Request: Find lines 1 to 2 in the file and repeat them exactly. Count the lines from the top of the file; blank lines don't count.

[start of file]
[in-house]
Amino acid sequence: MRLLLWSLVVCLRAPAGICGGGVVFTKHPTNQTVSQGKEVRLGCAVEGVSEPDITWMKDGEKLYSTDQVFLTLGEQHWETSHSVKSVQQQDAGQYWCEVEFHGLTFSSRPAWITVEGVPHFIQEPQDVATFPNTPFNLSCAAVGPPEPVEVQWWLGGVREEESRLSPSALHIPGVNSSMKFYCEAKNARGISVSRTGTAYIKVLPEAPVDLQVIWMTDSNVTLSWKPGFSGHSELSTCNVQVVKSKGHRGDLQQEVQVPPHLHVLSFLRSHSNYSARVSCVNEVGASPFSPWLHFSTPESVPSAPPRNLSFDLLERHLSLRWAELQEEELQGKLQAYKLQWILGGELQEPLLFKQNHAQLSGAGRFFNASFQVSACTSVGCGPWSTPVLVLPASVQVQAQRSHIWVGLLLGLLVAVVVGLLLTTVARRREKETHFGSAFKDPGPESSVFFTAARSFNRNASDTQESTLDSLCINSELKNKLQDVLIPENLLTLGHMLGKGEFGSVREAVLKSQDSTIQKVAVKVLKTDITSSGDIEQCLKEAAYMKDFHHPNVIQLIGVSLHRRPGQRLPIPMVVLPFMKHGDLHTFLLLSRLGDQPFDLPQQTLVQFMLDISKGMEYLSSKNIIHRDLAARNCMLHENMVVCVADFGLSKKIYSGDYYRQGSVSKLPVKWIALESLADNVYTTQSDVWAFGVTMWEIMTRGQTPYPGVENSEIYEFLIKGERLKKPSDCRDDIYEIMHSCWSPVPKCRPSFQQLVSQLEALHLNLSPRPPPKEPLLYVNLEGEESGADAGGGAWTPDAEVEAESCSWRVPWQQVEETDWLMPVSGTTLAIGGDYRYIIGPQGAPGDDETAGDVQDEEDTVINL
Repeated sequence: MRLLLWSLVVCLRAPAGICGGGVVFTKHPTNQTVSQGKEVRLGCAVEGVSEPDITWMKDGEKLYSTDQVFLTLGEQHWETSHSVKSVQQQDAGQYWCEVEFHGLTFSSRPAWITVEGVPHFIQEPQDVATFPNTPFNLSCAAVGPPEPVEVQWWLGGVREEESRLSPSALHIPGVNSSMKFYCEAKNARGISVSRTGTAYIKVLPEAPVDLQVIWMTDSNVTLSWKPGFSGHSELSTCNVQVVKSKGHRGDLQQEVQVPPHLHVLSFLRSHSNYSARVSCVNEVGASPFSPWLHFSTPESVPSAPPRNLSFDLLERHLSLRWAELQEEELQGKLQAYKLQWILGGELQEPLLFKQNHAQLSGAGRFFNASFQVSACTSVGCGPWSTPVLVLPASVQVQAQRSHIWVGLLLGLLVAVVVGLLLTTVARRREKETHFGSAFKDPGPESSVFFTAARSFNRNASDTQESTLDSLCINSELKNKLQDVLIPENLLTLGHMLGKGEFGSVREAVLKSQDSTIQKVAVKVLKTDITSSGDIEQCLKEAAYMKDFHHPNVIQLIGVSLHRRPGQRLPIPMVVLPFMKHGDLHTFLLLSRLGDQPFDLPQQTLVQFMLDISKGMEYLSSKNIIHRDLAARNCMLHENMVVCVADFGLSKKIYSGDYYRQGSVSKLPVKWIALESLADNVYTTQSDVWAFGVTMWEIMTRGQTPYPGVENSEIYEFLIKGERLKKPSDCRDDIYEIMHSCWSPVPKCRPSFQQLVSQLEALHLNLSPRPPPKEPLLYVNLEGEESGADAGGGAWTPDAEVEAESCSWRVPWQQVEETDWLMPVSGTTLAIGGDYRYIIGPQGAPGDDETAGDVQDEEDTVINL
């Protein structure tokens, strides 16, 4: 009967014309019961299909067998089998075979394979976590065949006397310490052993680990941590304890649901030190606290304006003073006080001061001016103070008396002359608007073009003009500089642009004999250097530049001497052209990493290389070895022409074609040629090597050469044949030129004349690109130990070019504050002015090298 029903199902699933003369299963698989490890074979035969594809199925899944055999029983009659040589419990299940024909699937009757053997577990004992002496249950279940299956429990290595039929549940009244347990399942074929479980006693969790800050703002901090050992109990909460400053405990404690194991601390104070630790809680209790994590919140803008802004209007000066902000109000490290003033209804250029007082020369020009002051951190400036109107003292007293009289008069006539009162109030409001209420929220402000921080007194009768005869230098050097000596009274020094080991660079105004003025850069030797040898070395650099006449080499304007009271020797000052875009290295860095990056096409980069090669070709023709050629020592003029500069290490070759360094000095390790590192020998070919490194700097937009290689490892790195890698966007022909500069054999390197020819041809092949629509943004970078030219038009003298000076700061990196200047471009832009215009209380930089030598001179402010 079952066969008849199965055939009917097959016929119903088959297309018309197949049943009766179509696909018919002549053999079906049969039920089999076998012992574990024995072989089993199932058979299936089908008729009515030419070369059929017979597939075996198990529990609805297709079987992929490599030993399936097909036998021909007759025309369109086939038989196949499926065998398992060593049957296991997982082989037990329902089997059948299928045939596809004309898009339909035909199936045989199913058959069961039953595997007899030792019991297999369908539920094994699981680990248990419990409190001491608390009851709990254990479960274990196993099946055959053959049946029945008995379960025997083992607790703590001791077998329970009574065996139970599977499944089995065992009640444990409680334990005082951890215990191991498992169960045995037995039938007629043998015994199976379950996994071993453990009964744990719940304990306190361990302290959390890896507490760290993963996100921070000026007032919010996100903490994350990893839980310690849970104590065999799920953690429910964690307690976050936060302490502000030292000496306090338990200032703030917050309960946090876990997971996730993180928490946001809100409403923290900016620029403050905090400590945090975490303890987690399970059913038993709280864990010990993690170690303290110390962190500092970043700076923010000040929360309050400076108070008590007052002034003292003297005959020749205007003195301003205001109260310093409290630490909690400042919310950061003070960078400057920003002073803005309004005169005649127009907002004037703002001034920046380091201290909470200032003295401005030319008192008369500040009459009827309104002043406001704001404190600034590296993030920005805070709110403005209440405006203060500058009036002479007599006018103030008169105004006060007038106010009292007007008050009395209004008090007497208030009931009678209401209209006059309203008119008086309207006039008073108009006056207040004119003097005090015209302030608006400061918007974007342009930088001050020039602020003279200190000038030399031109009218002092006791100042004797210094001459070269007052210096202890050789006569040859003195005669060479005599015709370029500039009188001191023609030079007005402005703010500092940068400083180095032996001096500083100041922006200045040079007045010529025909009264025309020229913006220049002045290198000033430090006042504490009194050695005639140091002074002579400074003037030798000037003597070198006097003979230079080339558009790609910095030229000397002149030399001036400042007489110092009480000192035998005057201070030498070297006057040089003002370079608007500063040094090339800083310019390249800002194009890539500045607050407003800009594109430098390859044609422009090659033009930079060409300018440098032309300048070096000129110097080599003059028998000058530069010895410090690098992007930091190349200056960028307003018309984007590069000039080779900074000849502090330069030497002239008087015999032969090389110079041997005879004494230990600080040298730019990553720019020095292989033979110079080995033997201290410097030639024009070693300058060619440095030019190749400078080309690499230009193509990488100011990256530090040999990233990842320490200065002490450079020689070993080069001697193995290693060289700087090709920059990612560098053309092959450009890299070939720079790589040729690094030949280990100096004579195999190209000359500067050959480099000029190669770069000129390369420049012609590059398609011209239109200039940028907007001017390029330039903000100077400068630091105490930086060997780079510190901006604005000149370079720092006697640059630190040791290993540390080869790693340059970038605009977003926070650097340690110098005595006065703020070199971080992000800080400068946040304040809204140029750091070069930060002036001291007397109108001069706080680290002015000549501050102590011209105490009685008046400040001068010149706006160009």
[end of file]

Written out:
[in-house]
Amino acid sequence: MRLLLWSLVVCLRAPAGICGGGVVFTKHPTNQTVSQGKEVRLGCAVEGVSEPDITWMKDGEKLYSTDQVFLTLGEQHWETSHSVKSVQQQDAGQYWCEVEFHGLTFSSRPAWITVEGVPHFIQEPQDVATFPNTPFNLSCAAVGPPEPVEVQWWLGGVREEESRLSPSALHIPGVNSSMKFYCEAKNARGISVSRTGTAYIKVLPEAPVDLQVIWMTDSNVTLSWKPGFSGHSELSTCNVQVVKSKGHRGDLQQEVQVPPHLHVLSFLRSHSNYSARVSCVNEVGASPFSPWLHFSTPESVPSAPPRNLSFDLLERHLSLRWAELQEEELQGKLQAYKLQWILGGELQEPLLFKQNHAQLSGAGRFFNASFQVSACTSVGCGPWSTPVLVLPASVQVQAQRSHIWVGLLLGLLVAVVVGLLLTTVARRREKETHFGSAFKDPGPESSVFFTAARSFNRNASDTQESTLDSLCINSELKNKLQDVLIPENLLTLGHMLGKGEFGSVREAVLKSQDSTIQKVAVKVLKTDITSSGDIEQCLKEAAYMKDFHHPNVIQLIGVSLHRRPGQRLPIPMVVLPFMKHGDLHTFLLLSRLGDQPFDLPQQTLVQFMLDISKGMEYLSSKNIIHRDLAARNCMLHENMVVCVADFGLSKKIYSGDYYRQGSVSKLPVKWIALESLADNVYTTQSDVWAFGVTMWEIMTRGQTPYPGVENSEIYEFLIKGERLKKPSDCRDDIYEIMHSCWSPVPKCRPSFQQLVSQLEALHLNLSPRPPPKEPLLYVNLEGEESGADAGGGAWTPDAEVEAESCSWRVPWQQVEETDWLMPVSGTTLAIGGDYRYIIGPQGAPGDDETAGDVQDEEDTVINL